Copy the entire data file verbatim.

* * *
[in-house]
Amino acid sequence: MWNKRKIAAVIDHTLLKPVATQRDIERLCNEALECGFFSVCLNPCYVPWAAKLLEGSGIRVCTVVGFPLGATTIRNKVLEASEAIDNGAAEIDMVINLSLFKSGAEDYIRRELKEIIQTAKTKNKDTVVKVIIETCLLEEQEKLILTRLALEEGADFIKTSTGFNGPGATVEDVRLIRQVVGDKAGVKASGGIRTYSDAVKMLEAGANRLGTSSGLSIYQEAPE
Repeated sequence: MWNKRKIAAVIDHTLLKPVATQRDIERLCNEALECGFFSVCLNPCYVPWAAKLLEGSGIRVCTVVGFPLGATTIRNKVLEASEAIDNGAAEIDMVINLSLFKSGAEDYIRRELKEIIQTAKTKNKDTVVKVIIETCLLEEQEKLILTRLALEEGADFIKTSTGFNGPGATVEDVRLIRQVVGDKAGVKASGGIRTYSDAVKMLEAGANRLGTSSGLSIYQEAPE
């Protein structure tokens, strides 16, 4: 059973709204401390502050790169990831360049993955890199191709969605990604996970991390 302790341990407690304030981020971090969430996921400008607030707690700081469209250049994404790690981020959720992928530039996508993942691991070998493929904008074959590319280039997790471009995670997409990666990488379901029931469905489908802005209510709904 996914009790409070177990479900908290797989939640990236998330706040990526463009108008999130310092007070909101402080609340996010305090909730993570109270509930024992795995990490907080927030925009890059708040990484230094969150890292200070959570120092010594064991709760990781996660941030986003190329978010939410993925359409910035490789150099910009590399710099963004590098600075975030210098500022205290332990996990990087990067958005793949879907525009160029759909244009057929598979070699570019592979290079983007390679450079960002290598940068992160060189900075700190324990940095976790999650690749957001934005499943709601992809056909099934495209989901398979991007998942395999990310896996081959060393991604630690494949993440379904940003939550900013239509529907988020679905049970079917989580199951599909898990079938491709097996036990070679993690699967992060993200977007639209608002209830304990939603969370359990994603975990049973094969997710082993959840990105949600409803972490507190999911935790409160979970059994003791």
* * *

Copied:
[in-house]
Amino acid sequence: MWNKRKIAAVIDHTLLKPVATQRDIERLCNEALECGFFSVCLNPCYVPWAAKLLEGSGIRVCTVVGFPLGATTIRNKVLEASEAIDNGAAEIDMVINLSLFKSGAEDYIRRELKEIIQTAKTKNKDTVVKVIIETCLLEEQEKLILTRLALEEGADFIKTSTGFNGPGATVEDVRLIRQVVGDKAGVKASGGIRTYSDAVKMLEAGANRLGTSSGLSIYQEAPE
Repeated sequence: MWNKRKIAAVIDHTLLKPVATQRDIERLCNEALECGFFSVCLNPCYVPWAAKLLEGSGIRVCTVVGFPLGATTIRNKVLEASEAIDNGAAEIDMVINLSLFKSGAEDYIRRELKEIIQTAKTKNKDTVVKVIIETCLLEEQEKLILTRLALEEGADFIKTSTGFNGPGATVEDVRLIRQVVGDKAGVKASGGIRTYSDAVKMLEAGANRLGTSSGLSIYQEAPE
């Protein structure tokens, strides 16, 4: 059973709204401390502050790169990831360049993955890199191709969605990604996970991390 302790341990407690304030981020971090969430996921400008607030707690700081469209250049994404790690981020959720992928530039996508993942691991070998493929904008074959590319280039997790471009995670997409990666990488379901029931469905489908802005209510709904 996914009790409070177990479900908290797989939640990236998330706040990526463009108008999130310092007070909101402080609340996010305090909730993570109270509930024992795995990490907080927030925009890059708040990484230094969150890292200070959570120092010594064991709760990781996660941030986003190329978010939410993925359409910035490789150099910009590399710099963004590098600075975030210098500022205290332990996990990087990067958005793949879907525009160029759909244009057929598979070699570019592979290079983007390679450079960002290598940068992160060189900075700190324990940095976790999650690749957001934005499943709601992809056909099934495209989901398979991007998942395999990310896996081959060393991604630690494949993440379904940003939550900013239509529907988020679905049970079917989580199951599909898990079938491709097996036990070679993690699967992060993200977007639209608002209830304990939603969370359990994603975990049973094969997710082993959840990105949600409803972490507190999911935790409160979970059994003791």